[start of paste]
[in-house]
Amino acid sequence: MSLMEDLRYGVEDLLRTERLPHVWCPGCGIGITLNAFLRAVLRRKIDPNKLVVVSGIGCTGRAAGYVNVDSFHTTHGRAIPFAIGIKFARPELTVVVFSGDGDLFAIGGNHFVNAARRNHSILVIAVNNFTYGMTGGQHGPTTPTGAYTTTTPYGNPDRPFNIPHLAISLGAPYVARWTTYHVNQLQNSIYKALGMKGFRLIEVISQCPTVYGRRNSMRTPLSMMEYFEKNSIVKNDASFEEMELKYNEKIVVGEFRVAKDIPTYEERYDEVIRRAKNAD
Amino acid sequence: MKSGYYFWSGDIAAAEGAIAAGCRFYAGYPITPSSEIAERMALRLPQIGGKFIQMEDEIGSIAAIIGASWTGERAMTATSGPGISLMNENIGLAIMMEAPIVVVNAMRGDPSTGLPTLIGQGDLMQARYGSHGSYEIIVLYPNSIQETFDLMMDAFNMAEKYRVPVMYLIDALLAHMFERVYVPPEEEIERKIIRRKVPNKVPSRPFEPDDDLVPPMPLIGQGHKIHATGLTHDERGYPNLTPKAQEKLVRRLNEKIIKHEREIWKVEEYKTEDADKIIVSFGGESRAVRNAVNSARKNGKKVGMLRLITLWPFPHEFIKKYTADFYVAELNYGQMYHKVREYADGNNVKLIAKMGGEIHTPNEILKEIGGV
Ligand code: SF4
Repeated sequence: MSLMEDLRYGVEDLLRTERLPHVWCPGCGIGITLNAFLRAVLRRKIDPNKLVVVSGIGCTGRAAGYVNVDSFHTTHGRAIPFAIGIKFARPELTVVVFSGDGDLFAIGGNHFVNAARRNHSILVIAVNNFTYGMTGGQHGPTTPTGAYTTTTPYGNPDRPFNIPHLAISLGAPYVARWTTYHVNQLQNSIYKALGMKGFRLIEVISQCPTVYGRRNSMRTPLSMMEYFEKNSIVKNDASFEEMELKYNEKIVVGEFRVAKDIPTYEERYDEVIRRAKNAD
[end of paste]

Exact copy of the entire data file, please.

[in-house]
Amino acid sequence: MSLMEDLRYGVEDLLRTERLPHVWCPGCGIGITLNAFLRAVLRRKIDPNKLVVVSGIGCTGRAAGYVNVDSFHTTHGRAIPFAIGIKFARPELTVVVFSGDGDLFAIGGNHFVNAARRNHSILVIAVNNFTYGMTGGQHGPTTPTGAYTTTTPYGNPDRPFNIPHLAISLGAPYVARWTTYHVNQLQNSIYKALGMKGFRLIEVISQCPTVYGRRNSMRTPLSMMEYFEKNSIVKNDASFEEMELKYNEKIVVGEFRVAKDIPTYEERYDEVIRRAKNAD
Amino acid sequence: MKSGYYFWSGDIAAAEGAIAAGCRFYAGYPITPSSEIAERMALRLPQIGGKFIQMEDEIGSIAAIIGASWTGERAMTATSGPGISLMNENIGLAIMMEAPIVVVNAMRGDPSTGLPTLIGQGDLMQARYGSHGSYEIIVLYPNSIQETFDLMMDAFNMAEKYRVPVMYLIDALLAHMFERVYVPPEEEIERKIIRRKVPNKVPSRPFEPDDDLVPPMPLIGQGHKIHATGLTHDERGYPNLTPKAQEKLVRRLNEKIIKHEREIWKVEEYKTEDADKIIVSFGGESRAVRNAVNSARKNGKKVGMLRLITLWPFPHEFIKKYTADFYVAELNYGQMYHKVREYADGNNVKLIAKMGGEIHTPNEILKEIGGV
Ligand code: SF4
Repeated sequence: MSLMEDLRYGVEDLLRTERLPHVWCPGCGIGITLNAFLRAVLRRKIDPNKLVVVSGIGCTGRAAGYVNVDSFHTTHGRAIPFAIGIKFARPELTVVVFSGDGDLFAIGGNHFVNAARRNHSILVIAVNNFTYGMTGGQHGPTTPTGAYTTTTPYGNPDRPFNIPHLAISLGAPYVARWTTYHVNQLQNSIYKALGMKGFRLIEVISQCPTVYGRRNSMRTPLSMMEYFEKNSIVKNDASFEEMELKYNEKIVVGEFRVAKDIPTYEERYDEVIRRAKNAD